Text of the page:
I am in the streets for survival – UNZA graduate


AFTER four years of a fruitless job-hunt, 30-year-old University of Zambia graduate Bright Chaanga has resorted to selling tomatoes on the streets of Lusaka for survival.

Chaanga graduated in 2017 with a merit in Special Education, making him one of the best graduates of his intake.

He is now a familiar face on Lusaka’s Cairo Road, hawking neatly packed tomatoes and onions, targeting customers crawling in the late afternoon and evening traffic.

Although Bright is ready to take up any job that will come his way, for immediate survival, his hawking business is what is keeping him busy.

Bright piles his trade

Growing up orphaned, Chaanga always believed that education would somehow lift him out of the tough life he endured throughout his childhood in Monze district of Southern Province where he was born and bred. However, he is yet to live his dream.

Son of a charcoal-burner and a peasant farming mother, Chaanga is one of the first set of twins born to his parents who died while he was in primary school, and only to be raised by his aunt along with three other siblings.

After making it to Grade 10, Chaanga moved to Monze Boarding School where an NGO called Handwealth sponsored the rest of his secondary education.

 “After, I completed my grade 12, I went back to the village to live with my family. Looking at the village life being monotonous, I told myself that I cannot continue living in the village since I had completed school. I needed to go somewhere and find something to do,” he explains.

In June 2011, Bright headed to Lusaka in search of opportunities. On arrival, he spent two days looking for a relative whom he eventually located in Barlastone. Later he managed to land himself a first job in 2012.

“A friend who was a barberman in the area took me to Champion Milling where I was given a piece work to load bags of mealie-meal on a truck. We were five of us that day and we had to load 1,200 bags of mealie-meal on a truck and I was paid K5.00. On the same day, I went to Zambia Breweries, also offloading was K5.00; I worked from morning up to 22:00 hours for K10.00,” Chaanga narrates.

Despite the back-breaking meagre paying job, Chaanga continued working for 15 days and managed to raise the targeted K150.00 needed to buy the University of Zambia application form.

“I didn’t even know where UNZA was. As a small boy, I had passion that I needed to go to the University of Zambia at all costs,” he says.

Chaanga explains that his uncle advised him against using the money to apply for admission at UNZA but to buy eggs and resell them as boiled in the streets and he would make better returns.

He says his uncle was not financially stable, but his desire to get an education was too strong to let go.

Two days later, he went ahead on a long walk from Barlastone to the University of Zambia to buy the application form, which he did and later returned home on foot with the form.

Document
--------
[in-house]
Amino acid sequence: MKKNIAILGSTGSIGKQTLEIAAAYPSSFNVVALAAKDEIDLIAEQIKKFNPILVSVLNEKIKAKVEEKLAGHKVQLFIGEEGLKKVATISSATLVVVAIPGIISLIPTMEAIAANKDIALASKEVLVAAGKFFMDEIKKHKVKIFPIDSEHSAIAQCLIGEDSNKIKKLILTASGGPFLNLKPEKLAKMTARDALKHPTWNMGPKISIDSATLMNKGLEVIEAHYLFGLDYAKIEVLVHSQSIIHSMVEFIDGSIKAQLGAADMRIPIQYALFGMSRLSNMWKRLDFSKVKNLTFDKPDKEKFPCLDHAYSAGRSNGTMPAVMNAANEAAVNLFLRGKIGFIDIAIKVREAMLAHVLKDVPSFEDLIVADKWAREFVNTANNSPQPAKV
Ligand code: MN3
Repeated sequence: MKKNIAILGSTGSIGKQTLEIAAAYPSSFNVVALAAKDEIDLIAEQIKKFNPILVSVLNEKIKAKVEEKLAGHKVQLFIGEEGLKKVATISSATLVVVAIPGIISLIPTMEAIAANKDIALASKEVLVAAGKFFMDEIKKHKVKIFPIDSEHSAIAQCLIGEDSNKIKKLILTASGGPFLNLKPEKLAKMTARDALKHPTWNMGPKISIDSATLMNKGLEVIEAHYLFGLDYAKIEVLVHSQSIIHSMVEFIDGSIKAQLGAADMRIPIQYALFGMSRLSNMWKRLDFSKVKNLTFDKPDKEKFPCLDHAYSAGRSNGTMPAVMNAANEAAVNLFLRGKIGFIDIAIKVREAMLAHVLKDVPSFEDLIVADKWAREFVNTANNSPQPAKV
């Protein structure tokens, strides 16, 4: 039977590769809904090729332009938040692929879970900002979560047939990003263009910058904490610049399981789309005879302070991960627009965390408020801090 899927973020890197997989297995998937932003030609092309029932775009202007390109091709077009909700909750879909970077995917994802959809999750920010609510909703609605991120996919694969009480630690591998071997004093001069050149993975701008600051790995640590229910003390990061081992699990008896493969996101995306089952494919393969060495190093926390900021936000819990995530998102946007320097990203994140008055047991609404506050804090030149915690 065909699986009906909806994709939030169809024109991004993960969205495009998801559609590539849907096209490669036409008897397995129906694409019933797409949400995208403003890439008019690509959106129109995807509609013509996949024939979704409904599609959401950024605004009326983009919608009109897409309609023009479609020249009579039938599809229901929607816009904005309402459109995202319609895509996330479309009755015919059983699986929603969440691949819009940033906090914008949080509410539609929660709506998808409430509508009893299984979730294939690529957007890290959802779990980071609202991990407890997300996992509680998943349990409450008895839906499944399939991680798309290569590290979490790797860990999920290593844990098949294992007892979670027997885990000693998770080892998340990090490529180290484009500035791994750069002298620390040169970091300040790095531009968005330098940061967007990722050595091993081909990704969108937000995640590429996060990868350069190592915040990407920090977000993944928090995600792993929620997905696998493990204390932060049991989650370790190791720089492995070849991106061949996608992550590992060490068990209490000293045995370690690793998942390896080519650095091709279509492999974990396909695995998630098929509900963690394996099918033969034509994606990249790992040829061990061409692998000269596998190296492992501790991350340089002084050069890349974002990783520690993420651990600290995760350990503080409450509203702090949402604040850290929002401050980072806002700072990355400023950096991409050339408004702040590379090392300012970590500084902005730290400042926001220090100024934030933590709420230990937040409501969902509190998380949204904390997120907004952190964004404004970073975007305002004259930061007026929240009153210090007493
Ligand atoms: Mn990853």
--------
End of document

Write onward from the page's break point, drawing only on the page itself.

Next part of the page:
His uncle was of the view that bursaries are for the: “People who come from influential families. Who is going to speak for you?”

Chaanga submitted the application and three months later, his former schoolmate called to inform him that he had been selected in the school of education.

“From there I went to the village to organise the needed documents of my late parents, but my father died in the village where there were no death certificates issued. So, there was no documents to support my bursary application,” he explains.

But the headman helped him with recommendation and the Monze Hospital helped him by writing a letter to confirm that he was indeed an orphan.

“I also went to Monze Boarding School, the head teacher Mrs. Moyo, wrote a recommendation letter and indicated that: ‘this child was being sponsored by an organisation from Sweden’. I needed help to study at UNZA,” Chaanga explains passionately.

“By God’s grace, when I went to the Bursaries Committee on the last day of submission, it was even closed because I didn’t even know where the Bursary Committee offices were. But I was later helped by some good Samaritans I met at Evelyn Hone College. I was taken there and I was able to submit the application.”

Three months later, while at Soweto market, Chaanga received news that his name was one of those placed on 100 per cent bursary, and published in the Zambia Daily Mail newspaper.

“I was very excited, I was elated because I was not expecting my name to be found in the newspaper. It was really something great to experience,” he relates.

Later, Chaanga walked from Barlastone to the Bursaries Committee offices in Longacres to check for his name.

“Out of excitement, I phoned and text a lot of people. Some people who knew me were crying to hear the news. When I arrived and found my name on the notice board, I fell down because I was very excited,” he explains.

That is how Bright’s UNZA journey, which started in 2013, later saw him graduate with a degree in Special Education in 2017. However, he has not been able to find a job.

He says he has remained hopeful that one day God will open a door for him.

“I have applied in so many organisations, schools and in government. The last teacher’s recruitment by government, I think it provided a lot of stringent conditions which would not favour some of us who graduated in 2017 or later,” he says.

“I can’t just stay home and wait; I have a family to take care of and I think choosing what to do basing on my qualification can starve my family. So, I am in the streets for survival. But any help is welcome, I can be reached on 0975842160.”



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